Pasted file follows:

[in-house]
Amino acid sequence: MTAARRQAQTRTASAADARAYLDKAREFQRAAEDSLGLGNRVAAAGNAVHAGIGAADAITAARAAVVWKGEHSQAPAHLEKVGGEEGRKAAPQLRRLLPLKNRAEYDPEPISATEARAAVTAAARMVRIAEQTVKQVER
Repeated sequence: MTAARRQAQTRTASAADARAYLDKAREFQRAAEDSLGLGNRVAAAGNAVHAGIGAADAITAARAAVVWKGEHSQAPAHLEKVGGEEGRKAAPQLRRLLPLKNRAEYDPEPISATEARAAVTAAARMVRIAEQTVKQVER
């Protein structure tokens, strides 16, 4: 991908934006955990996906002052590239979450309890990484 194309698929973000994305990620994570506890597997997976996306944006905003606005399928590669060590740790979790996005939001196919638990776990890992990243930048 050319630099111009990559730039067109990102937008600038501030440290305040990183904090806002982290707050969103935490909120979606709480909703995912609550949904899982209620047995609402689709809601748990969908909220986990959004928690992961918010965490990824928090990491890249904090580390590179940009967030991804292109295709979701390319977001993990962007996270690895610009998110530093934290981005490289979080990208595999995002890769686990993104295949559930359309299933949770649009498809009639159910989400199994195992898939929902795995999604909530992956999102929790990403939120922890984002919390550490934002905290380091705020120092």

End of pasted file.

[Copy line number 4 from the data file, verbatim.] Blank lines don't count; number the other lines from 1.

């Protein structure tokens, strides 16, 4: 991908934006955990996906002052590239979450309890990484 194309698929973000994305990620994570506890597997997976996306944006905003606005399928590669060590740790979790996005939001196919638990776990890992990243930048 050319630099111009990559730039067109990102937008600038501030440290305040990183904090806002982290707050969103935490909120979606709480909703995912609550949904899982209620047995609402689709809601748990969908909220986990959004928690992961918010965490990824928090990491890249904090580390590179940009967030991804292109295709979701390319977001993990962007996270690895610009998110530093934290981005490289979080990208595999995002890769686990993104295949559930359309299933949770649009498809009639159910989400199994195992898939929902795995999604909530992956999102929790990403939120922890984002919390550490934002905290380091705020120092």